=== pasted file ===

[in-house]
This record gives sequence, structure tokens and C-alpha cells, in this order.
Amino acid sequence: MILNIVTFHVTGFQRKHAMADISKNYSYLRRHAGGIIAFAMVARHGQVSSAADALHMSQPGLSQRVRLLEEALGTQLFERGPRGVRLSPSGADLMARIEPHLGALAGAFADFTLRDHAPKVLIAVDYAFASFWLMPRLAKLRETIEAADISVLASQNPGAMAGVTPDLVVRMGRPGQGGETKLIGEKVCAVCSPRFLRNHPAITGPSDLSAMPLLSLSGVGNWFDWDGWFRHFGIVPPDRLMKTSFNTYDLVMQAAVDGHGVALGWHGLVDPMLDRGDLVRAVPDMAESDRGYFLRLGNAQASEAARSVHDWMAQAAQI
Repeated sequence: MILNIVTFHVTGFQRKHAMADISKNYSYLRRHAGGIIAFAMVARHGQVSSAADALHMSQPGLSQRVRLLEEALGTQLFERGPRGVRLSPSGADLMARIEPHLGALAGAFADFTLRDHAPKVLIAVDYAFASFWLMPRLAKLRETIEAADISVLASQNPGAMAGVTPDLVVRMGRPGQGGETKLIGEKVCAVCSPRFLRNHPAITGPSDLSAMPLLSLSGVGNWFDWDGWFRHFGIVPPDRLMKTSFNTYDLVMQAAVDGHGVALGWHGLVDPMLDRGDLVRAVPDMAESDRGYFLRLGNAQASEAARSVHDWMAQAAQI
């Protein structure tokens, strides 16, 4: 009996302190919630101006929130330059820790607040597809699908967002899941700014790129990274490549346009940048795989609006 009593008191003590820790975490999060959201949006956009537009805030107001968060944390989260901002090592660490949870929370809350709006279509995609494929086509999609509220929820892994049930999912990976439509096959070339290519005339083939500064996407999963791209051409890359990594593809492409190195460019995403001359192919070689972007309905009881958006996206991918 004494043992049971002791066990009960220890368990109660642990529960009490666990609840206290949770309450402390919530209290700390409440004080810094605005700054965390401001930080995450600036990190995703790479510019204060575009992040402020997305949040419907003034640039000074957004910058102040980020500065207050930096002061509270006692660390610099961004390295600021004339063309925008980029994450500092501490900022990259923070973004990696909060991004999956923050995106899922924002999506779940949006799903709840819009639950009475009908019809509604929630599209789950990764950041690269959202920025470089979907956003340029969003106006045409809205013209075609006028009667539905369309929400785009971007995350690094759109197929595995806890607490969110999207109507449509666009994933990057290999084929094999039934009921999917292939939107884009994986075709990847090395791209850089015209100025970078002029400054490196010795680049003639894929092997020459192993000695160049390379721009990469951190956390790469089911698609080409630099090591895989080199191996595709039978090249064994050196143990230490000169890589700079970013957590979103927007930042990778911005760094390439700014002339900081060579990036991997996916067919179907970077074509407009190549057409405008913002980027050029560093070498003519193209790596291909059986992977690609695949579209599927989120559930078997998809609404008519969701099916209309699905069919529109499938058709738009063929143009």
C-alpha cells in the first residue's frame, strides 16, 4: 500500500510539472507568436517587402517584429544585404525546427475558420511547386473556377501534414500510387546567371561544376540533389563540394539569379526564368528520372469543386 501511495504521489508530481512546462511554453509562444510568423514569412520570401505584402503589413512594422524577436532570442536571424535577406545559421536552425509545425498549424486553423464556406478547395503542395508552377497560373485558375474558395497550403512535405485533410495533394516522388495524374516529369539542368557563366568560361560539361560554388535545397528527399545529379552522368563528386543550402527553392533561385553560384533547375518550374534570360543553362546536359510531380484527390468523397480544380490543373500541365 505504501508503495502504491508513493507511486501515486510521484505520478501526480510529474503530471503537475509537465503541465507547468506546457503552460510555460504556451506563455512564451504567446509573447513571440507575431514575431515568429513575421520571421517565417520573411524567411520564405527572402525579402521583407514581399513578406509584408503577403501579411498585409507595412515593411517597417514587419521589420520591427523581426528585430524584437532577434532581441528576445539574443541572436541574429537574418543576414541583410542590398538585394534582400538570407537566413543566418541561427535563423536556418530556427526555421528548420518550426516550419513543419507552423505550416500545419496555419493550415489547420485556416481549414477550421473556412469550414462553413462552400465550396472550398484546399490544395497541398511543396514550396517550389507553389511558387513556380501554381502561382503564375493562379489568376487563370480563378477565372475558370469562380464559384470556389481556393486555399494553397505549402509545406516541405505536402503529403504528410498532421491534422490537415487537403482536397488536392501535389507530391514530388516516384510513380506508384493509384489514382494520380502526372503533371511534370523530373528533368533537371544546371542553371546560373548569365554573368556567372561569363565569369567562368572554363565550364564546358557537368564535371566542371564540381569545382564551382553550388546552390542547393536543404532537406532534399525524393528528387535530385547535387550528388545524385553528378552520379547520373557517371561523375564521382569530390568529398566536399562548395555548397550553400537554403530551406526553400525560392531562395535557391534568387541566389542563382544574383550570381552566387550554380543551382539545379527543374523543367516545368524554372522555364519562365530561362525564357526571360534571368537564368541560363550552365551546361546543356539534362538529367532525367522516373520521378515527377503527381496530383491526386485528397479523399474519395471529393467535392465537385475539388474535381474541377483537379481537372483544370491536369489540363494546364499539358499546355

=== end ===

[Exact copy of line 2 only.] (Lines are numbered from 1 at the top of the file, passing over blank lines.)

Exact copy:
This record gives sequence, structure tokens and C-alpha cells, in this order.